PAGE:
Thanks so much to Rachel's Random Resources and Pernickety Publishing for access to this hilarious read! Amy Cole Has Lost Her Mind by Elizabeth McGivern is out today, March 25th, so be sure to pick up your copy via Amazon or Amazon UK!

Sweetbitter by Stephanie Danler

“Taste, Chef said, is all about balance. The sour, the salty, the sweet, the bitter. Now your tongue is coded. A certain connoisseurship of taste, a mark of how you deal with the world, is the ability to relish the bitter, to crave it even, the way you do the sweet.” 

Stephanie DanlerSweetbitter

Cover Art Courtesy of Goodreads
With all the hype surrounding the show Sweetbitter on STARZ, I knew I had to pick up the book and see what it was all about before even trying an episode. Sweetbitter by Stephanie Danler is a coming-of-age story about Tess, a 22-year-old girl who moves to New York City on a whim and finds herself wrapped up in the restaurant world.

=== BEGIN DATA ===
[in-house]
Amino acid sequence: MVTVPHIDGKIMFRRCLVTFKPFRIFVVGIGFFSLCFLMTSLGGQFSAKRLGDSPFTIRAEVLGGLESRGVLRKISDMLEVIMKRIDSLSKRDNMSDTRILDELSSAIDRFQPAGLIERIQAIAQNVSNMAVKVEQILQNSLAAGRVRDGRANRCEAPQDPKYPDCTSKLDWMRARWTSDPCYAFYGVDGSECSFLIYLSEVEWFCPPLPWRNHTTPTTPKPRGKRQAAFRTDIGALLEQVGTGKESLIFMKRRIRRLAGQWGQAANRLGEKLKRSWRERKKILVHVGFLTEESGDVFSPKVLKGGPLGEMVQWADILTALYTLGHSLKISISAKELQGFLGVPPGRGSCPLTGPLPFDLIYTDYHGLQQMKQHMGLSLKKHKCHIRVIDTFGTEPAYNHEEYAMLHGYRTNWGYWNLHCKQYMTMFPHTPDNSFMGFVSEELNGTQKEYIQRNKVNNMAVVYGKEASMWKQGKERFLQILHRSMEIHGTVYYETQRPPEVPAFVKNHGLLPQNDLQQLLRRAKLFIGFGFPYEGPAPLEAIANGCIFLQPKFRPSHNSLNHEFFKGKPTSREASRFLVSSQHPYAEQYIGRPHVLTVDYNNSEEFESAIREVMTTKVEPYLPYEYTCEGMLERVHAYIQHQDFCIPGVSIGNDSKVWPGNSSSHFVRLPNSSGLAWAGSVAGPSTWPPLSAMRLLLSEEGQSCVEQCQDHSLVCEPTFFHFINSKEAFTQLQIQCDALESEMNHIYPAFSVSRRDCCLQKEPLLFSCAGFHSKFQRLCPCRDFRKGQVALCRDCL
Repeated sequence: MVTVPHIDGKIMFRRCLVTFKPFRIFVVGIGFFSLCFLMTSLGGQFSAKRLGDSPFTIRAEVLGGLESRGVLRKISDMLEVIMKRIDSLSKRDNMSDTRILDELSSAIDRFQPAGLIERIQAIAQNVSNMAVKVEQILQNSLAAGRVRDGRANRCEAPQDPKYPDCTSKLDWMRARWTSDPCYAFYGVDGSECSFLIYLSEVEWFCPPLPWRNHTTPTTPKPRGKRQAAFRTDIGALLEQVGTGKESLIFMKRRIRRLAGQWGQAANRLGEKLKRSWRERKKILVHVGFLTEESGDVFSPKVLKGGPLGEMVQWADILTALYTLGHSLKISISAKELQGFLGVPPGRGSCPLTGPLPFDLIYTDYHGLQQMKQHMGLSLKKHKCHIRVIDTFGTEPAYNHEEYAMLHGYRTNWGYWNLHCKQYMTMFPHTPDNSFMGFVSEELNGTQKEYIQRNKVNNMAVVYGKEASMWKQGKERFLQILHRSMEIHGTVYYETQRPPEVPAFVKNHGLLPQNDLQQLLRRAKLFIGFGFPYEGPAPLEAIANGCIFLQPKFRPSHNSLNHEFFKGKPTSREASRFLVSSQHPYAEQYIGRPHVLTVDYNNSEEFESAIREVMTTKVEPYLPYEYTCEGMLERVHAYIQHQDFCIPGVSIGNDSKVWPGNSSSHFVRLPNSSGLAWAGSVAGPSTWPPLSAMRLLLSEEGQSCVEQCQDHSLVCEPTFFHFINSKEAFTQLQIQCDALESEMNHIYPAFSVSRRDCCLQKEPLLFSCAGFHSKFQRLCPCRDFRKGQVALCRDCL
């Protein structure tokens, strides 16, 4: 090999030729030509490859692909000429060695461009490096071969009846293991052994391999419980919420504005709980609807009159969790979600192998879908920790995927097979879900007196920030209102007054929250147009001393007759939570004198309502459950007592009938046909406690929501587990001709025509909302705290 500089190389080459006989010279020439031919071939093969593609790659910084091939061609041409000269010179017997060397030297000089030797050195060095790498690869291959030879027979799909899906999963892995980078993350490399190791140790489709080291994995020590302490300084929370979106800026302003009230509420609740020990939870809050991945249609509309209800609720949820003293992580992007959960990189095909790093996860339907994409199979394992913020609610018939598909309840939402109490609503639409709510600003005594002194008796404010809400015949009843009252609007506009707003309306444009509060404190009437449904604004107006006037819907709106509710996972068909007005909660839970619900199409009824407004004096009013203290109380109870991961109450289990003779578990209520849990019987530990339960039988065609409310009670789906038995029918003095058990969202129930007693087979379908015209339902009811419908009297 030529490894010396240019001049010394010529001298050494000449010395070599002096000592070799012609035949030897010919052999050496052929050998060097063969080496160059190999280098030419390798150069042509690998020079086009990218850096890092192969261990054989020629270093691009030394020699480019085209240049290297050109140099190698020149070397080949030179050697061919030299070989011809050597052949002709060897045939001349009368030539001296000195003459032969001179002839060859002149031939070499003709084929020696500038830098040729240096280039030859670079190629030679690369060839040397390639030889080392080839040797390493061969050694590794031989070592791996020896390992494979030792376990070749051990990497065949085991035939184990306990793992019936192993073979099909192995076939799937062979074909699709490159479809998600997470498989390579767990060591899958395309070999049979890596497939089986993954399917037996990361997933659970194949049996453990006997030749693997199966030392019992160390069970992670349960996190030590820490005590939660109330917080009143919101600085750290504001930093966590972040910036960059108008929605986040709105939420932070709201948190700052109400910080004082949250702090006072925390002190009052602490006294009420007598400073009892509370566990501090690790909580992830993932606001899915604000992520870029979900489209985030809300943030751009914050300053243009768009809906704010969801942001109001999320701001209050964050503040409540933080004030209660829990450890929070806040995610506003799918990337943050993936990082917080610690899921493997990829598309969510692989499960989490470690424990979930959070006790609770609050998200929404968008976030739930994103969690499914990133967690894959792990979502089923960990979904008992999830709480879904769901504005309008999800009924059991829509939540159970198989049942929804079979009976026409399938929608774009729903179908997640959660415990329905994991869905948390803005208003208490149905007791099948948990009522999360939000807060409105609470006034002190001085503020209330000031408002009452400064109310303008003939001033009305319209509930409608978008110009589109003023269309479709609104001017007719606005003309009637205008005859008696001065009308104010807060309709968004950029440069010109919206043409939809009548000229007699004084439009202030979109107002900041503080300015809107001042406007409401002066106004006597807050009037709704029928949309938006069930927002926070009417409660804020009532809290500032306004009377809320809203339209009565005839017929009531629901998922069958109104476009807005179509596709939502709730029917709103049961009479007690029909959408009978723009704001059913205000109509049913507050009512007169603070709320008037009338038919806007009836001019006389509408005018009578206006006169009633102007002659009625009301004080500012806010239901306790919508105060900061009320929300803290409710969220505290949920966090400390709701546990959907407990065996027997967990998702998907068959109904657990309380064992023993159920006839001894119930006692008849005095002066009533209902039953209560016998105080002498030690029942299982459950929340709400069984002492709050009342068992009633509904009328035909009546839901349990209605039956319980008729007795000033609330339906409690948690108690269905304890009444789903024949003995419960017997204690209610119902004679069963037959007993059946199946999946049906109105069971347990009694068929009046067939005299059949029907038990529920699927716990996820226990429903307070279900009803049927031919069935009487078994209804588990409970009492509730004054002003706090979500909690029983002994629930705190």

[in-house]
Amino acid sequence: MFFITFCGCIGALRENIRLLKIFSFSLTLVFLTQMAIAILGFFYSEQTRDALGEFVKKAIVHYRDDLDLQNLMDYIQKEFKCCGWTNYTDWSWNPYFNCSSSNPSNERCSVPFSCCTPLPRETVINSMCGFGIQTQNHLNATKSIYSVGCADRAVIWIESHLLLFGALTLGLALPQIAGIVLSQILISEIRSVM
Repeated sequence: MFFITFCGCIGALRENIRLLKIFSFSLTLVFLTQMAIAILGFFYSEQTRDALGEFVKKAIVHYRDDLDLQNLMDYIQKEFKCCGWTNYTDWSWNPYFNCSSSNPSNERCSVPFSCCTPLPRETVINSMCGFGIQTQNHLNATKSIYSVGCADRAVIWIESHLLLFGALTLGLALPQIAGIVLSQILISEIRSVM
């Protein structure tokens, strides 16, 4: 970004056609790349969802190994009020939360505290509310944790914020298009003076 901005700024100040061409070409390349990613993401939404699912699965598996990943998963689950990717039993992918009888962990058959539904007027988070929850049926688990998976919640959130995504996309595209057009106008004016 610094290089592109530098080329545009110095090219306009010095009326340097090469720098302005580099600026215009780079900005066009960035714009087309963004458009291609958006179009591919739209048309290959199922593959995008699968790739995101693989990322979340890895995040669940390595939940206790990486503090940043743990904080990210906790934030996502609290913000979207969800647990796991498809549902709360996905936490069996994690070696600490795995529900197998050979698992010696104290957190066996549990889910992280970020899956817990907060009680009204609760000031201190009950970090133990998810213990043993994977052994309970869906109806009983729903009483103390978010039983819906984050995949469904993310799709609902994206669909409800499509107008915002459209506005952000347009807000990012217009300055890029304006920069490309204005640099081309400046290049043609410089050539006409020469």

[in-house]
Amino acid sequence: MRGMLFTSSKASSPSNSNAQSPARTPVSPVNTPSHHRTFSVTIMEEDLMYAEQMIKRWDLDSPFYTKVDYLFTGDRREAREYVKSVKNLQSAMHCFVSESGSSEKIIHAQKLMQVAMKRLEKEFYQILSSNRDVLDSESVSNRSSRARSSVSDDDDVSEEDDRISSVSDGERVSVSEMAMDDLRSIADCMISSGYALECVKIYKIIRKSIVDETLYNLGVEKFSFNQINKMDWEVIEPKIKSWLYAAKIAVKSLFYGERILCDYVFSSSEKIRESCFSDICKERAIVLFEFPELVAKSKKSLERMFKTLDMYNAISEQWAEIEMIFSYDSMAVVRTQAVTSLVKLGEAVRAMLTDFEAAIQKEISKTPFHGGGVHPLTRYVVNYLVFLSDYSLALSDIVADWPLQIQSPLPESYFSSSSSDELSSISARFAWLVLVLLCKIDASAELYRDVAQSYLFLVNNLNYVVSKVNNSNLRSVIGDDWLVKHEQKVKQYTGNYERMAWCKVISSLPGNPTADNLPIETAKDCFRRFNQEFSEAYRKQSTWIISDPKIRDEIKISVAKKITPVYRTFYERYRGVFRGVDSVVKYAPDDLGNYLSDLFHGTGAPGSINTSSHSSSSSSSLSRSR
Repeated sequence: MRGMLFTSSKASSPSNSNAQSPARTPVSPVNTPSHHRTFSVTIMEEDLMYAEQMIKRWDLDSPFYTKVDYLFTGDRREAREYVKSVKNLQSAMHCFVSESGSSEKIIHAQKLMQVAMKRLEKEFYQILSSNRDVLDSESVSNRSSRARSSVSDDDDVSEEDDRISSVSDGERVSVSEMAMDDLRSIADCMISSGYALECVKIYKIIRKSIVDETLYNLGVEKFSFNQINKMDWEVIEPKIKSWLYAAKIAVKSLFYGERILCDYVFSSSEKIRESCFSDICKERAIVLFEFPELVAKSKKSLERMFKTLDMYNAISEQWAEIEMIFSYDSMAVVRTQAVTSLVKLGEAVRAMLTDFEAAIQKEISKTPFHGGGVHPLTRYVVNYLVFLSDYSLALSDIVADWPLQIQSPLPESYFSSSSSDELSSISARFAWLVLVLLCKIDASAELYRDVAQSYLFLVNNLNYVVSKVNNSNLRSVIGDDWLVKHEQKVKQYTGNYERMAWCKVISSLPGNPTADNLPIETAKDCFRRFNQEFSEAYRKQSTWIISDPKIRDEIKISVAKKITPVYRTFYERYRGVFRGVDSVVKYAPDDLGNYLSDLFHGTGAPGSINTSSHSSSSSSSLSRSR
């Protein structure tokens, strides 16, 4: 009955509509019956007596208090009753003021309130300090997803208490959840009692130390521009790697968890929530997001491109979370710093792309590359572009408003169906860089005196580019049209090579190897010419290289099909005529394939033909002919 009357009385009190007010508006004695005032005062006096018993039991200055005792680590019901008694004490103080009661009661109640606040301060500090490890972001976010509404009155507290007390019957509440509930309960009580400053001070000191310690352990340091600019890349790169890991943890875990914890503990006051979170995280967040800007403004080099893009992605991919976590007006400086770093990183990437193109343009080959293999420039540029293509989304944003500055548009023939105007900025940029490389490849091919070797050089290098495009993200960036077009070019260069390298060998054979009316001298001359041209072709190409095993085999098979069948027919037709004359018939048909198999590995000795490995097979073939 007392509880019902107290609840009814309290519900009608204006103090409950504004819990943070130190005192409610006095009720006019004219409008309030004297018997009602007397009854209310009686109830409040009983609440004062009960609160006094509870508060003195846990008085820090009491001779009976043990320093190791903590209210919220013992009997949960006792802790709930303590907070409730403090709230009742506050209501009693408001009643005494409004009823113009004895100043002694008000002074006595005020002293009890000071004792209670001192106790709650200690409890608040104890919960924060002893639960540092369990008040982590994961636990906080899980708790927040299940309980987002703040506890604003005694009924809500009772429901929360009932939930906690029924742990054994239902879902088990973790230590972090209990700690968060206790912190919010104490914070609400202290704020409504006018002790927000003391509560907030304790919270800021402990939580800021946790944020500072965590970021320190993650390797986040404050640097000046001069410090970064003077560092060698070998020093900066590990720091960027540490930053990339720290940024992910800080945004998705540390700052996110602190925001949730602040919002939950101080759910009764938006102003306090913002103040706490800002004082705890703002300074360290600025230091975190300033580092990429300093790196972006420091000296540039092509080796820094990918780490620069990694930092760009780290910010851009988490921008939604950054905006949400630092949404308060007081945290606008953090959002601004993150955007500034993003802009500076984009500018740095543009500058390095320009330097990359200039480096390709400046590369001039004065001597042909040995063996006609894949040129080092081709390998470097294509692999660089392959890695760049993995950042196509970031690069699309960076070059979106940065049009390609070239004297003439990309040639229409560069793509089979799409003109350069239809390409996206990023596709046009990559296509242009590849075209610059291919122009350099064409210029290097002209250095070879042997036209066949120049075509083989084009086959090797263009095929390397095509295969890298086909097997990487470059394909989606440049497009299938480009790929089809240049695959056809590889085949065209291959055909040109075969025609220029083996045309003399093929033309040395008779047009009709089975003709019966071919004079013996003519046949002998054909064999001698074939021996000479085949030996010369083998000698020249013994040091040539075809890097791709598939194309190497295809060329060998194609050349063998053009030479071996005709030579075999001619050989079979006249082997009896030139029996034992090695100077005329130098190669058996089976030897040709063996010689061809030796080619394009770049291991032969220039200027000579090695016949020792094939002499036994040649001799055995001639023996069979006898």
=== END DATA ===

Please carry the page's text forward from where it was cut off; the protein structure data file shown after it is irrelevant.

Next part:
After a haphazard interview, Tess is invited to train at one of the city's best restaurants, and here she learns about the inner workings of the restaurant business and the secrets of its employees. She becomes enamored with her coworker Jake, and develops a reverent but fearful attitude toward another coworker, Simone. But Simone and Jake have an odd relationship, and Tess can't figure it out. Day by day she gets in deeper with the drugs and alcohol that come with the job. Despite being warned about Jake, Tess takes her chances and learns more about herself in the process than she ever thought possible.

I absolutely adored this story. It's very atmospheric and character driven, and not much happens outside of Tess getting to know her coworkers and learning more about her job. I identified so much with Tess...naive and willing to learn, but stronger and smarter than everyone thinks she is. I thought Simone was a fantastic character, and her cynicism just dripped off the pages. I was not a huge fan of Jake but he was definitely a necessary aspect of this story. Danler's writing flows and dances across the page, taking you with it and smothering you in Tess's new world.